The discharge process was improved in four phases.

Phase 1 – Baseline data collection: A comprehensive baseline data collection was undertaken to understand the discharge process in relation to TTO dispensing. Every step was timed so that any inefficiency could be identified, reviewed and improved without compromising safety.

Phase 2 – Introduction of a pharmacy TTO labelling dispenser and data collection. The comprehensive data collection tool was subsequently used to establish the efficiency of the printer. The data collected included the time it took to process a TTO on the ward vs. the time it took to process a TTO when it was sent down to Pharmacy. The timings that were measured included:  The time difference between booking in and booking out of Pharmacy  The time difference between authorisation and booking in.

Phase 3 – Review of the collected data and patient complaints/friends and family feedback results. The TTO data was reviewed by the AMU pharmacist on a regular basis, specifically whether there were TTOs that had been sent to the dispensary because they could not be processed on the ward. The main reasons as to why some TTOs had to be sent down to dispensary:

  • Items on the TTO were not stocked on the ward
  • Not enough stock on the ward to fulfil the prescription
  • No technician or Pharmacist on the ward (due to dispensary commitments) as two members of pharmacy are needed to process the TTO (to dispense and accuracy check)
  • Dispensing computer unavailable as being used by another staff member.

Phase 4 – Sharing of the results. Results have been presented at various forums within the trust, highlighting the benefits to both the ward and patients. The number of concerns raised via the customer care team regarding medication generally from AMU has reduced since 2015. Number of concerns raised through the customer care team in relation to medications on AMU. Years to date: 2015/2016 = 15; 2016/2017 = 10; 2017/2018 = 01. This data in conjunction with the audit data shows a significant improvement in the discharge and pharmacy dispensing process on AMU.

Relevance to Others

This initiative has been piloted on a busy acute medical unit and has proven to reduce medication waiting times as well as an increase in patient satisfaction around the discharge process. There are plans to roll out similar initiatives in other areas across the organisation, and this is currently being piloted on a surgical ward.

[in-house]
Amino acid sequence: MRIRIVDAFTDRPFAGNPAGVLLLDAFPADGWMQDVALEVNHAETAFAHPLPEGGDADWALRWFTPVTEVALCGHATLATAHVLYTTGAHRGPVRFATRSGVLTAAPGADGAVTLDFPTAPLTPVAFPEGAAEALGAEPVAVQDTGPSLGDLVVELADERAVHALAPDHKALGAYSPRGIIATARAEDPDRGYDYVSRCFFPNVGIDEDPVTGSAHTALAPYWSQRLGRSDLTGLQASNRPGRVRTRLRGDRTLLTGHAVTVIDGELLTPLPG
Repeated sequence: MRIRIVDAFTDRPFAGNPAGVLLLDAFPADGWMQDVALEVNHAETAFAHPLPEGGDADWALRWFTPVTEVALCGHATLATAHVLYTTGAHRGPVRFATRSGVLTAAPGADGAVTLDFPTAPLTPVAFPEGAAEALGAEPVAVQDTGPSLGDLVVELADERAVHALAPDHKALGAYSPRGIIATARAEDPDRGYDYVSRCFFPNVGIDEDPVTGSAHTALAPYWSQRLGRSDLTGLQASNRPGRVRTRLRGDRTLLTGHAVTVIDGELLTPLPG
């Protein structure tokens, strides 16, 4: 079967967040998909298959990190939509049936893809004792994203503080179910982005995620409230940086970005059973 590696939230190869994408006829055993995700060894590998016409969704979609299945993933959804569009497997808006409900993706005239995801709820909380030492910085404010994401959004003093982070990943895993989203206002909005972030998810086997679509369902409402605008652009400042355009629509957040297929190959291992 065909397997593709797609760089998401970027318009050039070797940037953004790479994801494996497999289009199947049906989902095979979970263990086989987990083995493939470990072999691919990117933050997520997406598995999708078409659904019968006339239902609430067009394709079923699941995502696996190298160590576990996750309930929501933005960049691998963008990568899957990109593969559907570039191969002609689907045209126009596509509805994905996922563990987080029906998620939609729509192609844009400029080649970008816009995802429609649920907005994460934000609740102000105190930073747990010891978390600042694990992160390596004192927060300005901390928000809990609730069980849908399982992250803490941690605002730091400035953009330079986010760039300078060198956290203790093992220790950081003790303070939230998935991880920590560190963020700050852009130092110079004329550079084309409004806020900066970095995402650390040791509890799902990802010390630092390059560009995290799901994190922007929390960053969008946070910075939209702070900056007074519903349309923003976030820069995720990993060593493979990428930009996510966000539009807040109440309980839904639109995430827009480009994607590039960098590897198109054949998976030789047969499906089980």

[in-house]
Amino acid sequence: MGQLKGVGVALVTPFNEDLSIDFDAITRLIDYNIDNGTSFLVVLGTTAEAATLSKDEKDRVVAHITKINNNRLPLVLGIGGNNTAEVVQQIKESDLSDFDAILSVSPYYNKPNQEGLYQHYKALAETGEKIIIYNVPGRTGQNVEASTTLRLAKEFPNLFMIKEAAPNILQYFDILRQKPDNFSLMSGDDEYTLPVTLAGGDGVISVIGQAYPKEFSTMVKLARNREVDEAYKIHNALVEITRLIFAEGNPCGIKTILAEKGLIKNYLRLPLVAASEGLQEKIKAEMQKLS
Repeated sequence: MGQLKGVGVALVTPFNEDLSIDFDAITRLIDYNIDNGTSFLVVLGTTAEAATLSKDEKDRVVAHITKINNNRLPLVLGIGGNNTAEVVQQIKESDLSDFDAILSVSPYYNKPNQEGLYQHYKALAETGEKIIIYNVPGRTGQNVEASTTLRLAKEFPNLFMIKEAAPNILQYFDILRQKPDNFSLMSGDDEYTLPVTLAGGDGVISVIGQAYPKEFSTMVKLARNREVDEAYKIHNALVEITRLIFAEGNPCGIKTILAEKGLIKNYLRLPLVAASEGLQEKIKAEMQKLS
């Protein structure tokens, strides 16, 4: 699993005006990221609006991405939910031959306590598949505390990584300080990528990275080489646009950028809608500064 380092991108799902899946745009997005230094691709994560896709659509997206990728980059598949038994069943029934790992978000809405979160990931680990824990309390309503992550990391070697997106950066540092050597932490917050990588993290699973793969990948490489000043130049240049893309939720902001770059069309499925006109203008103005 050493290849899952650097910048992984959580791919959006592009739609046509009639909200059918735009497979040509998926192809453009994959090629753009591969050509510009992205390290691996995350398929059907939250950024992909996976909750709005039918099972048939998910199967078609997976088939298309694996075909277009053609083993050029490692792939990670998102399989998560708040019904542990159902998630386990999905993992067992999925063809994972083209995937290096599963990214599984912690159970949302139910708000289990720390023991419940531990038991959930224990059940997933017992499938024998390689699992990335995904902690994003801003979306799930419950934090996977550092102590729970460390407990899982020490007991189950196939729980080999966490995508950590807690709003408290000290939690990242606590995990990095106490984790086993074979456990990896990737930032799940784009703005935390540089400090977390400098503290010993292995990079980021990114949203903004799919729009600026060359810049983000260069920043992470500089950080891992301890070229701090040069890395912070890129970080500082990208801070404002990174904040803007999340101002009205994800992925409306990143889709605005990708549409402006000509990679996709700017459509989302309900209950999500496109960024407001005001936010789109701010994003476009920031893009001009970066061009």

Standing Out

This is a compelling example of how a project team can work together to achieve real tangible improvement for patients. By reviewing current practice and thinking innovatively about how we can do things differently to improve patient experience, the team have successfully implemented a project which offers real sustainable benefits. These benefits include reducing waiting times, length of stay as well as improve patient flow and increase patient satisfaction.

Key Learning Points

One of the key learning points from this initiative was ensuring communication within the project team. This was done both on an ad-hoc basis on the ward and during organised project group meetings to discuss any developments or challenges encountered.

  • Another key point pivotal to the success of the project was the presence of at least two Pharmacy members – a Pharmacist to clinical authorise the TTO and a Pharmacy technician to accuracy check and/or dispense the TTO.
  • Using the PDSA cycle fostered ownership of change by the team and ward staff, which led to full engagement in the project. Staff could see the benefits during the pilot phase and were encouraged to provide feedback on a daily basis as to what went well and what could have gone better.
  • The measurement of data was critical to the success of this project. Staff could see the tangible benefits of the interventions, which was both motivating and empowering.